What Is Grit In Gardening? – Gardening Tips For Beginners
Gardeners do not like it when plants become sulky and wilt. When the soil is overwatered, the roots won’t be able to bring up the oxygen, causing plants to die. To prevent that, you must first know your soil type. That is where garden grit comes in handy. Before you spread these small fragments of stones into your garden, you might ask - what is grit in gardening? In this article, we are going to discuss what horticultural grit is and how to use grit to improve your garden drainage.
What is Grit in Gardening?
What is grit in gardening? Grits are finely ground fragments of stone that are used to enhance compost drainage. It consists of 2 to 4 mm particles, which are washed and graded by a screen.
Gardeners and experienced growers use horticultural or commonly known as garden grit for several years. With some manure, it helps to facilitate proper drainage and aeration. You can use garden grit for cactus plants, alpine plants, spices, and lavender plants.
Soil characteristic is of utmost importance to growing healthy plants and productive garden. Horticultural grit can assist your garden soil to receive adequate nutrients, giving the following main benefits:
- Neutral pH
- Clears up heavy clay soils
- Improves drainage
- Helps minimize 'clumping' in clay soils
- Easy to rake out
What is Horticultural Grit?
Horticultural or garden grit is washed small stones with a particle size of 1-4 mm and contains neutral pH. You can use horticultural grit in specific potting mixes or make a natural potting mix free-draining such as for alpines plants. Hard soil can loosen up if you apple garden grit. Horticultural grit also increases irrigation and aeration, and help loosen the clay. They have a smaller particle size that is used for potting soil.
Here are some advantages of horticultural grit:
- Affordable than vermiculite and perlite
- Lime-free and tightly grounded
- Improves drainage and aeration
- Great decorative garden top dressing
- Produces less dust
- Great for plants that have waterlogging roots
- Great compost mixture
Why Use Garden ‘Horticultural' Grit
Horticultural grit is frequently combined with manure or peat to produce a soilless root growing that is well-drained. The mixture's loose form is useful for germination and root cuttings.
Garden soil is not ideal for container growing since it becomes compacted and brick-like look. The roots suffocate as water can not escape or drain, and the plants will die. You can mix compost or peat and horticultural grit to develop an ideal environment for your plants. You can mix one part of the horticultural grit to two sections of peat or manure to several plants. But cactus and succulents usually favor a grittier 50-50 blend.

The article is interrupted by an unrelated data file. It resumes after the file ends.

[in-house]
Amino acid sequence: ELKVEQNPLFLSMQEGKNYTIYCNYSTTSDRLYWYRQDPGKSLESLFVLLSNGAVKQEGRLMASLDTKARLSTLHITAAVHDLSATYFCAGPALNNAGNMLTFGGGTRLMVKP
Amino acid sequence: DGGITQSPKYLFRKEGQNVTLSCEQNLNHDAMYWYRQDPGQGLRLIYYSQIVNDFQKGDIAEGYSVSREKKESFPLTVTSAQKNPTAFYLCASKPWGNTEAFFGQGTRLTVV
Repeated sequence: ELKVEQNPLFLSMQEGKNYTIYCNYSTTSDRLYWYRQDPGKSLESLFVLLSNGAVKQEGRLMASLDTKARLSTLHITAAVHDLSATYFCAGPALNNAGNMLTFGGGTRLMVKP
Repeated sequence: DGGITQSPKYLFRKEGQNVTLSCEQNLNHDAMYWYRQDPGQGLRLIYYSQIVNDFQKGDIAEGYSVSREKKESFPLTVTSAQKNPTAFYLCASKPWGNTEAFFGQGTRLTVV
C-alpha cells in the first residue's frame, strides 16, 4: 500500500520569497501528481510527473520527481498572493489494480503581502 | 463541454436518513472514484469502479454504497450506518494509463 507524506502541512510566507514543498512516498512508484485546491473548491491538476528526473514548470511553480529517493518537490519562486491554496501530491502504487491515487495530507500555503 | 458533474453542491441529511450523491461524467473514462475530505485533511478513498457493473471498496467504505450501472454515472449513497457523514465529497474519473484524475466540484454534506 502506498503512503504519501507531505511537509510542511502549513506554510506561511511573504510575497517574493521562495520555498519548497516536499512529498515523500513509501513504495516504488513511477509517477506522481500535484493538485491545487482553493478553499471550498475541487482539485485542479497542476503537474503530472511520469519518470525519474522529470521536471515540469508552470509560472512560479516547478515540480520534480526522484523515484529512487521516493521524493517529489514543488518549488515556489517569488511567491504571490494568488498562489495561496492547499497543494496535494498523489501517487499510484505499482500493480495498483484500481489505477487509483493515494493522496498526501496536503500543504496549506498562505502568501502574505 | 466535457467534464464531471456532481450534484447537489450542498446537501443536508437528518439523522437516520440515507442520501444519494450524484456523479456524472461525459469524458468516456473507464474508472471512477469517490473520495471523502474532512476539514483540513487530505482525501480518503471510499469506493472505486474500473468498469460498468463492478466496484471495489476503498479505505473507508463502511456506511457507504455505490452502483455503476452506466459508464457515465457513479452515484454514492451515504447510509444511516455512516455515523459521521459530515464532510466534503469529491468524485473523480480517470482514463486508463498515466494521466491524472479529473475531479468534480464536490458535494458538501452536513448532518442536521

It can be challenging to improve heavy clay soil, but grit may render the land more resilient and increase drainage. Place several inches of horticultural grit over the surface of the ground. If the soil is thick clay, you may add nine-ten inches of soil. You will need to add enough grit about half the total amount of soil to allow a substantial garden improvement.
Garden grass can get tough and waterlogged in poorly drained soil, especially on rainy days. One approach to alleviate excessive water is to rake horticultural grit into holes using an aerator that you drilled through the grass. When the grass is low, you can use a pitchfork or rake to make holes.
Where To Buy Garden Grit
Amazon and Walmart sell garden grit, or you can go to the nearest farm supply shop and inquire for the horticultural grit. You can also go to the stone center and ask the garden grit. Garden grit is nothing but small shaped stones but not pea gravel. You can use horticultural grit for drainage in gardens, how much courage depends on how clean you like the drainage to be. You can apply it to lavender beds or alpine beds with a crushed oyster shell for calcium.
Prices for these garden grits depend on your location and availability, but most builders' sand would be cheaper.
How to Use Horticultural Grit to Your Plants
The key to improving our plants in the garden may reside more in what we do with the soil, as compared to what we pick. You can use grit as a soil supplement in horticulture.
Excavate 30 cm and add a sheet of grit around 10 cm in depth before planting to a new bed or individual plants. It provides many benefits as it allows roots to travel down the grit layer in pursuit of nutrients and water. You may also go a little further by applying a coat of high-nutrient compost like chicken manure or farmyard manure. It also benefits the plants to have stronger roots to survive strong winds during the storms.
The other significant benefit of utilizing horticultural grit is that during times of heavy rainfall, the grit can eliminate the moisture from the base of the plant. It makes the plants less vulnerable to fungal infection and basal rot that grow in waterlogged soil.
Remember, adequate watering is essential in plants. If you get it right, your garden will flourish. But if you under and overwater your plants, they will die. Getting the right soil type and nurturing it can feed your plants. Having grit with your soil will ensure that your plants receive balance nutrients. Hopefully, we've answered every aspect there is to know about - what is grit in gardening?
May 2, 2020
by: Annette Cockerham
Winter can be a tough season for flower lovers and gardeners. There are less sun and colder temperature, and many plants go dormant until spring.